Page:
Monday, April 28, 2008

“If You’re Not Outraged, You’re Not Paying Attention”

So goes the slogan a few months before the end of the Bush presidency. People should get worked up about the news – Iraq, Afghanistan, taxpayer ripoffs by defense contractors, sex trafficking in Thailand, the abuse of animals. But somehow, people don’t seem to get too excited about all that much.

Today’s New York Post splashes “Miley’s Shame,” a headline about Miley Cyrus, tween sensation, who got photographed in what the Post calls a revealing outfit, but which hardly seems even risqué to me. The Star is talking about Britney’s new bikini body. And that sex scandal with Elliot Spitzer – that certainly took up a lot of column inches. Is it as important as the genocide in Darfur, the plight of the Palestinians, or the ongoing decimation of so many species of plants and animals? Does it carry as much weight as important scientific news, such as the funding struggles over the large supercollider which may reveal fundamental facts about the universe?

Why doesn’t the news seem to matter much, and why is entertainment so easily substituted for it?

Here’s a handy definition: to radicalize: to make radical, especially in politics. If something or someone blows in and opens your eyes to something that was staring you in the face all along, it might make you care. Let’s say you find out your Grandfather was Jewish – it might make you care about the fate of people in death camps. Or that beautiful woman you aspire to date is into fighting nuclear power. You might find yourself heading in that direction.

But if one is not radicalized, one has only ones own internal moral resources to fall back on – and often they’re not that compelling, especially if the crowd is going the other way.

We have all seen those shameful pictures of white people grinning at a lynching, and wondered if we could have been one of that crowd. When Nazi papers published blatantly false characterizations of Jews, most people looked the other way, especially when the truncheons started falling. And was it so hard in Rwanda to look the other way when your Hutu neighbors started coming for the Tutsi friend across the road?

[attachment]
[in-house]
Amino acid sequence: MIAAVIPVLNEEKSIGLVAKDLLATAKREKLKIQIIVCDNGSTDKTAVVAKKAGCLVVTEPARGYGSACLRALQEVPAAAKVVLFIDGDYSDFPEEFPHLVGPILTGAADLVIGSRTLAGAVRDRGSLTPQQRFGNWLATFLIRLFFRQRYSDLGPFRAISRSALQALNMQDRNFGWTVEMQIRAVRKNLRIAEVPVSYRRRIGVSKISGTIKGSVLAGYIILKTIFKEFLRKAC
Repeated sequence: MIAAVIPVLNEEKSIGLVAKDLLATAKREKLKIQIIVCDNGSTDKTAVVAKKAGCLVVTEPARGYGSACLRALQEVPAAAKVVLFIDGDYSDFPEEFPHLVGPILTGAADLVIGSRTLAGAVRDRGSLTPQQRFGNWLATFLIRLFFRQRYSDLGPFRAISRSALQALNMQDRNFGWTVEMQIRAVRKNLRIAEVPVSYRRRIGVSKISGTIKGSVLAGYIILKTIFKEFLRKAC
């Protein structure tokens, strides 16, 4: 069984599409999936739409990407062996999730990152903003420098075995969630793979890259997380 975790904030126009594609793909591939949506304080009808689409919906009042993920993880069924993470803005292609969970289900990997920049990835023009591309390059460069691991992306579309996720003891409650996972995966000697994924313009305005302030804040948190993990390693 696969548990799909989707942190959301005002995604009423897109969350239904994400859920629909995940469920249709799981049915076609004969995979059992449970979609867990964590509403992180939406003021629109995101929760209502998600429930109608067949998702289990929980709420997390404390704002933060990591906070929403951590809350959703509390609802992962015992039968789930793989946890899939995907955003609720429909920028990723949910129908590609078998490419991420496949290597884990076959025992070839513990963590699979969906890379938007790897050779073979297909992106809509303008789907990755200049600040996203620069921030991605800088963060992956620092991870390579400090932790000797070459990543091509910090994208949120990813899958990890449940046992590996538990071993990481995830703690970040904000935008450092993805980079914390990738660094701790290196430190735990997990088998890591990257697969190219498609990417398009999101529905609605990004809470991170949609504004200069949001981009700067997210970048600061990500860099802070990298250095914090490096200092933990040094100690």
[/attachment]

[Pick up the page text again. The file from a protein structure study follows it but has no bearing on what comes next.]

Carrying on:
Humanity, we must conclude, is afflicted with indifference and inertia. We tend to go along to get along. But there’s more to it than that.

The news does not spur us to act, unless we’ve either been radicalized, or we’ve developed a moral sense that urges action as a lifestyle. But most of us are content to sit silent and take the entertainment we can get.

There’s even more to it: Somewhere, deep inside, we know that outer events don’t really matter – that it’s only the inner struggle that matters. In fact, the inner struggle controls and forms the outer events. Whatever we do on the inner level changes our circumstances, makes other things possible. While our society believes and fosters the myth that outer events are everything, in our heart of hearts, we know differently. We know that a change of heart means everything: it affects who we love, who we spend time with, the jobs we get, how we cope with crises. In contrast, who becomes Mayor or President, or which Wall Street trader earns a billion has little effect on our lives.

The suffering in Darfur only weighs on us if we have adopted moral action as a part of our lifestyle. Bush’s crimes don’t excite us to anger – if we haven’t been radicalized – because we know that whatever Bush does, does not affect our inner struggle to understand and transform ourselves. A radical political agenda may be part and parcel of who we are – but not in most cases.

TV and the news are, to a great extent, about what could kill us – be afraid, be very afraid! But, deep inside, we know that nothing outside kills us. The only real death is spiritual death, ourselves abandoning ourselves. This reduces news to entertainment, even the “watch out, it could be you” type of news. Deadly toxins are seeping into our water supply, terrorists are sneaking in nukes, Bush is getting away with torture. You see, those things don’t really matter to the inner struggle, which is the center of human life. So we ignore them. But this is not to put down or diminish the need for radical struggle. Please follow me in the paradox.

If people really acted in their “rational self-interest,” acting on the news they received, the world would certainly be a very different place. But I must caution my radical friends that “rational self interest” doesn’t exist. The only true interest is the imperative of spiritual growth.

The impulse to create order and beauty in one’s own life, by facing the evil within and transforming it, is the only great motivator. If unrecognized, the evil comes out with a vengeance – and that’s what we see in so many of the news stories. But only by facing our own evil through the inner struggle can we prevail – not by taking arms against a sea of troubles and leaving our inner landscape undisturbed.


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